Pop culture obsessives writing for the pop culture obsessed.

Late-night guests Tom Arnold and W. Kamau Bell differ on Trump's "n-word" tape

W. Kamau Bell, Stephen Colbert
Screenshot: The Late Show With Stephen Colbert

As Donald Trump’s loose lips and looser concept of audio security move the goalposts for his supporters past “Well, so what if he said the most reviled racial slur imaginable?,” two very different late-night talk show guests had unsurprisingly different takes on the increasingly probable existence of the reported Trump “n-word” tape. Not about the existence of said tape from the set of Trump’s former NBC D-lister game show, Celebrity Apprentice—pretty much everyone is preparing to hear the president drop the n-bomb at this point—but about what, if any, effect such a recording will have.

On Jimmy Kimmel Live!, Tom Arnold—there to promote his new Viceland series The Hunt For The Trump Tapes—spent his signature breathless, gesticulating 10 minutes railing against the guy he’s known for 30 years. Having shot a comedy special at one of Trump’s properties, the two became something like actual buddies for a while, even though, as Arnold claimed, when they went to the Playboy Mansion together, Trump was the creepy one of the pair. Pulling Celebrity Apprentice producer and Trump pal Mark Burnett into the fray, Arnold (as seen in a clip from his show) criticized Burnett for holding back tapes (including not only racial slurs, but sexual harassment, and Trump calling son Eric “the r-word”) that would ... show the world that Donald Trump is the horrible human being that everyone already knows he is, one assumes. For all his self-promoting bluster, Arnold did at least provide a credible Hollywood insider’s take on the Trump he knew, including the tidbit that—as all TV crews do—there’s a crew-culled compilation tape of all Trump’s most heinous and embarrassing on-set behavior circulating “on a hard drive” somewhere. He also offered the intriguing insight that, because Celebrity Apprentice was technically a game show, FCC rules mean that Burnett has had to hold onto countless hours of raw tape.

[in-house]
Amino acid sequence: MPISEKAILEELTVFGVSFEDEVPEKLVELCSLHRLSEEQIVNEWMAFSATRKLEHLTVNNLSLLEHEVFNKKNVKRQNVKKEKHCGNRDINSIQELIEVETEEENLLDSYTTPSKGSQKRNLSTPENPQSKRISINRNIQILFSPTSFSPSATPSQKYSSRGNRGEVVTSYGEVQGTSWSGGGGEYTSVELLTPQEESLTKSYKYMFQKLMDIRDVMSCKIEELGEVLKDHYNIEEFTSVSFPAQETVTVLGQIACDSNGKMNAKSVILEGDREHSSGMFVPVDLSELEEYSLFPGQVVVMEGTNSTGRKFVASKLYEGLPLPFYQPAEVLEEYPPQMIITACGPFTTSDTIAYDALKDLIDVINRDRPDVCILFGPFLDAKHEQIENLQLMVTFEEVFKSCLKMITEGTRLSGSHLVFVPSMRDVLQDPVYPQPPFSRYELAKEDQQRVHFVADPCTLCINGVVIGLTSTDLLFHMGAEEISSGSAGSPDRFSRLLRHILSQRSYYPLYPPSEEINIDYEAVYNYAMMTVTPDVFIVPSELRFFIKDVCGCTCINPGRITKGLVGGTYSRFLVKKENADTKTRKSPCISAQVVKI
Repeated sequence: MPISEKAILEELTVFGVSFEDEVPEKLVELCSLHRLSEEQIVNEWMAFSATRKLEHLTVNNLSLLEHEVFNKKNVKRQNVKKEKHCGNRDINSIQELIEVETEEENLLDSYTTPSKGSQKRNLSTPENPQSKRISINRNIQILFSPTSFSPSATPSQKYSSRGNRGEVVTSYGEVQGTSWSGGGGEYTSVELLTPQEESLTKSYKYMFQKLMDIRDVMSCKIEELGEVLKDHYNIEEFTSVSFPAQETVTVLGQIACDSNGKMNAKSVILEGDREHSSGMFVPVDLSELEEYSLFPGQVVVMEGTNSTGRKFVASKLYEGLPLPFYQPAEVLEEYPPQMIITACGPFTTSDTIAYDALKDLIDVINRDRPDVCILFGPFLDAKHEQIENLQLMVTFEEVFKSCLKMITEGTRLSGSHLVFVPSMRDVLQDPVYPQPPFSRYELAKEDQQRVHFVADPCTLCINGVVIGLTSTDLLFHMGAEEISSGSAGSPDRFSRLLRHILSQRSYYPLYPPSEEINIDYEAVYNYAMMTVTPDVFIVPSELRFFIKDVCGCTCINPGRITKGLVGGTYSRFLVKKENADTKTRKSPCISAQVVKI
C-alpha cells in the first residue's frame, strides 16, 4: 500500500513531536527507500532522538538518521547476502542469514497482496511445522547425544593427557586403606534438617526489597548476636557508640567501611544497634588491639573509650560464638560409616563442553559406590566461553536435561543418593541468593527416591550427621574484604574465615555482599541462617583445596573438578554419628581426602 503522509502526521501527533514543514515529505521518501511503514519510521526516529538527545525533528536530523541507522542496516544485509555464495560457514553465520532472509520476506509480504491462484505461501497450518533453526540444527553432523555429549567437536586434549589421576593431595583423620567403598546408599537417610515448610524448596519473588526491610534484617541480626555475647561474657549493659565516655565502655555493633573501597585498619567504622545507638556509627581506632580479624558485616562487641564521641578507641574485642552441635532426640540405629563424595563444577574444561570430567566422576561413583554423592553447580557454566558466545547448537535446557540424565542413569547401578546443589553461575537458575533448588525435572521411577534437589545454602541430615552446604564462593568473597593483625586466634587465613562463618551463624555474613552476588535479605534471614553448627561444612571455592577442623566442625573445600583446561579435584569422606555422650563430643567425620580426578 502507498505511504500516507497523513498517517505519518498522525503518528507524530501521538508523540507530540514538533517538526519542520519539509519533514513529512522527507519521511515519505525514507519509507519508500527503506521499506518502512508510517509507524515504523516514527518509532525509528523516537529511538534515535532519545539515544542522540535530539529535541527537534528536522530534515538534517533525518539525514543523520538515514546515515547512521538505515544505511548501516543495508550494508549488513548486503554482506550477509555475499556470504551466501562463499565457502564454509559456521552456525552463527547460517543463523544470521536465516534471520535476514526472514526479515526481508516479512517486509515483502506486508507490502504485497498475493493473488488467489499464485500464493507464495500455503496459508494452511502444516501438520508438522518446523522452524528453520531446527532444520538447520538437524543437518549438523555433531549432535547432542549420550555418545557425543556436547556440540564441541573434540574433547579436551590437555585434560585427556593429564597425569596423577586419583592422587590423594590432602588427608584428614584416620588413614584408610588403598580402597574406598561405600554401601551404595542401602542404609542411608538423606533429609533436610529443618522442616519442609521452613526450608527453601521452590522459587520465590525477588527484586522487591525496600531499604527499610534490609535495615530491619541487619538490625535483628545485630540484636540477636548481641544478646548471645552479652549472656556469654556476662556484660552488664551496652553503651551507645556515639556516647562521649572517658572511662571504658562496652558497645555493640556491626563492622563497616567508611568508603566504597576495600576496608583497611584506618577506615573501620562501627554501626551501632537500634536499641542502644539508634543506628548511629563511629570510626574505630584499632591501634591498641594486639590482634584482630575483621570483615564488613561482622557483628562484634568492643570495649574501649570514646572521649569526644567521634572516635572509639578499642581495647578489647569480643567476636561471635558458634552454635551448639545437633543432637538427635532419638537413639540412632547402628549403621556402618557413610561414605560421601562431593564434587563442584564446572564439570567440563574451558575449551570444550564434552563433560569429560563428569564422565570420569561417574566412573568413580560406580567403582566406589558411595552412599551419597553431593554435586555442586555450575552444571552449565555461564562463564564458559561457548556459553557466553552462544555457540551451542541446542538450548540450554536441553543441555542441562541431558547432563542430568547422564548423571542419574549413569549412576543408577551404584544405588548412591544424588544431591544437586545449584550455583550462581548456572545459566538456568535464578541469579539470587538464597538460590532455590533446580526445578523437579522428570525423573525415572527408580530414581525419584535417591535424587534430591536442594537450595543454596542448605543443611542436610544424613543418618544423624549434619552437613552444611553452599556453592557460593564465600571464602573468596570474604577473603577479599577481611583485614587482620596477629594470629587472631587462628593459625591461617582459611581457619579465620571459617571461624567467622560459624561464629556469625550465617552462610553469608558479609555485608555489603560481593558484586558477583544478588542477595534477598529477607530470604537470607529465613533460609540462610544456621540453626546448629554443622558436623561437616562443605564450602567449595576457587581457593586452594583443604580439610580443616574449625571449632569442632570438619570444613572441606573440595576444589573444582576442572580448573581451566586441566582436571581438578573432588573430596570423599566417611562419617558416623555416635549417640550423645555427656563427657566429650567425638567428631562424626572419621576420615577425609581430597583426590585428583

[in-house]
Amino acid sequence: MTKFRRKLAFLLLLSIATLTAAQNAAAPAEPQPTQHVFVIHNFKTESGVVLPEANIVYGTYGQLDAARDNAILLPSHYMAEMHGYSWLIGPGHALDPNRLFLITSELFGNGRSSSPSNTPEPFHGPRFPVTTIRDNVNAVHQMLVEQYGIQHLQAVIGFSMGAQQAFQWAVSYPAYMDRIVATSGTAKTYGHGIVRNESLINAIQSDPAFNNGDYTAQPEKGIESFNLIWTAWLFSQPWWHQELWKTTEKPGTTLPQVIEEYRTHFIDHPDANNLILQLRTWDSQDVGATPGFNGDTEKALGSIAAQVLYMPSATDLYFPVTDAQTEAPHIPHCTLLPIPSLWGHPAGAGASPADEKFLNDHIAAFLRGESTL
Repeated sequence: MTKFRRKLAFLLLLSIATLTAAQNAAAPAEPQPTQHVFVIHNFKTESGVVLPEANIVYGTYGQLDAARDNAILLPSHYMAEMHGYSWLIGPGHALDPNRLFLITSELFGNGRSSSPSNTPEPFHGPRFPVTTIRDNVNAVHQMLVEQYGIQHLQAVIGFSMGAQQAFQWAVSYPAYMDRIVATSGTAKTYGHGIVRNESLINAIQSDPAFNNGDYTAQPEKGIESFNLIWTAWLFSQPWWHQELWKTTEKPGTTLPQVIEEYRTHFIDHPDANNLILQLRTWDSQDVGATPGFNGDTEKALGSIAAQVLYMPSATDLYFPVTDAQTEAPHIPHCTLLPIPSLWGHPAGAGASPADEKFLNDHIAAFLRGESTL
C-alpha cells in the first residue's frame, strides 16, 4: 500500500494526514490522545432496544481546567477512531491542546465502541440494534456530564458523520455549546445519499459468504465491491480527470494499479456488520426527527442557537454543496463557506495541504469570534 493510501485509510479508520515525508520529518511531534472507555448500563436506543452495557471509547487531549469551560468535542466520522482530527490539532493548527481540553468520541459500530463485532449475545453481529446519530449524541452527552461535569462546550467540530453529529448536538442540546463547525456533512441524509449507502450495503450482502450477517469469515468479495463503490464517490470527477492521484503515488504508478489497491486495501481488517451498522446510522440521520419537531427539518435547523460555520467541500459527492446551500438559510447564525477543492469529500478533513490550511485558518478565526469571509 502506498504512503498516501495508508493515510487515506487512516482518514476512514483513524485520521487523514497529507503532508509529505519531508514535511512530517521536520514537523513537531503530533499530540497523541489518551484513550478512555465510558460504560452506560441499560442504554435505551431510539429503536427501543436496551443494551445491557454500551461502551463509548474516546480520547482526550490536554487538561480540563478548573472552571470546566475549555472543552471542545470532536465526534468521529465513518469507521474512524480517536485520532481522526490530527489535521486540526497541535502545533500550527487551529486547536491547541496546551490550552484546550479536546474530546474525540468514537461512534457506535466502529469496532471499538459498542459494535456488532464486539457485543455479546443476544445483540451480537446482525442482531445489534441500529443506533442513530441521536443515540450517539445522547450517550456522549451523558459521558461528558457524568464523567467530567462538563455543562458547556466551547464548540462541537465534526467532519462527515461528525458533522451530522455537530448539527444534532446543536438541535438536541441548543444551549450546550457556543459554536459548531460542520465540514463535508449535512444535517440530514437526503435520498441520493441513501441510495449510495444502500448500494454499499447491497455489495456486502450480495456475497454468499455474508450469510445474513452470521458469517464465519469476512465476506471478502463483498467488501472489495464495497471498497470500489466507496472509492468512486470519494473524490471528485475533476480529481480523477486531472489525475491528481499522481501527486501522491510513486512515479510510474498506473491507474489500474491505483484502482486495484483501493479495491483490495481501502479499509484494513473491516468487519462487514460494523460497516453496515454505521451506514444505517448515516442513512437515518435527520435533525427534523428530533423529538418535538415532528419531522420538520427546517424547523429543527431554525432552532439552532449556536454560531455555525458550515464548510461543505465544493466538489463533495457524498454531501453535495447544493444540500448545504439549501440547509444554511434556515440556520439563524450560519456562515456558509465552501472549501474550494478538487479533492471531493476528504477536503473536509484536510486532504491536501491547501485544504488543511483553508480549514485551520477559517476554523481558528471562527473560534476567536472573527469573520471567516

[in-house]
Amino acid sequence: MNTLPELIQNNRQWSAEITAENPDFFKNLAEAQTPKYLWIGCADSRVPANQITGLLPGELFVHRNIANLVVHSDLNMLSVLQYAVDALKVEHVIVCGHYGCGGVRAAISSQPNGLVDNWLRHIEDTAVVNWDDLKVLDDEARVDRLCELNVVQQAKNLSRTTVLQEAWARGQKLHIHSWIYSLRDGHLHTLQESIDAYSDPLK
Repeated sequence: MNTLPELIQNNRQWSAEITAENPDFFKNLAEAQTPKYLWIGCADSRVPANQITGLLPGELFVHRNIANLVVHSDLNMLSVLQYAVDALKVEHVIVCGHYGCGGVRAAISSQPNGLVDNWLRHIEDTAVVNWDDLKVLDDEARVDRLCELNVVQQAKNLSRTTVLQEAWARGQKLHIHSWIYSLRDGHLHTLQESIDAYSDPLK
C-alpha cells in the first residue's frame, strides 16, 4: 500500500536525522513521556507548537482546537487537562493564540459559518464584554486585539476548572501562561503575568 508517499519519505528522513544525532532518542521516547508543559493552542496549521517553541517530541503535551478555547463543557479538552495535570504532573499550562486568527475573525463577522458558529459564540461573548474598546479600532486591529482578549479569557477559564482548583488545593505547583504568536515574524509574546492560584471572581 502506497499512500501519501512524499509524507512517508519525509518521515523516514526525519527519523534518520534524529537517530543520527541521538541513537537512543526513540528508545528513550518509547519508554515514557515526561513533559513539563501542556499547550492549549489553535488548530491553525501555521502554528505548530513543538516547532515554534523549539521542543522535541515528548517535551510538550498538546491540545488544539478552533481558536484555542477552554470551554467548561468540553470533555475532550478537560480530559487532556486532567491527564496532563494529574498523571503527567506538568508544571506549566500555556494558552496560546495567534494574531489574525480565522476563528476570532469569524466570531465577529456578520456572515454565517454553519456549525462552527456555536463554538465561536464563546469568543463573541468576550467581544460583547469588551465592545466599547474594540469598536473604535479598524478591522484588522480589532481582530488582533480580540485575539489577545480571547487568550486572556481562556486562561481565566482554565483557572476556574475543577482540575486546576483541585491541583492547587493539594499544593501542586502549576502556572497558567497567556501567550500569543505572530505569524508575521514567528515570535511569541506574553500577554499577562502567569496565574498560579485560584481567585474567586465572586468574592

On The Late Show With Stephen Colbert, on the other hand, guest W. Kamau Bell spent more time calling out those who need an actual recording of Donald Trump saying the word “nigger” to convince themselves that Trump is a racist. Emmy winner Bell told Colbert that the need for this one thing to prove that a person who was indicted in 1973 for refusing to rent property to black and brown people, who trumpeted “birtherism” about the first black president, and who recently attacked LeBron James, Don Lemon, and Omarosa “is really a white person thing.” (He also said the fact that black people have had to defend former Trump White House staffer and Apprentice figure Omarosa this week proves just how “bad at life” Trump is.) Responding to Colbert’s assertion that media types have—finally—started to peep their heads out and actually call Donald Trump a racist, the United Shades Of America star again said that such “hesitancy” is “generally among white people, and those who have been hired by white people,” and “really something the white people have to get over.” Sporting a T-shirt reading “‘Yes, he’s a racist.’—Me, 2017,” (profits from which go to a Boys And Girls Club, should you want one), Bell explained how Trump’s empirical awfulness has even succeeded in radicalizing his white mother-in-law. As Bell put it, not everyone needs the “rotten cherry on top of the crap sundae” that would be secret audio slurs to take to the streets in protest of a proven bigot.


Share This Story

About the author

Dennis Perkins

Contributor, The A.V. Club. Danny Peary's Cult Movies books are mostly to blame.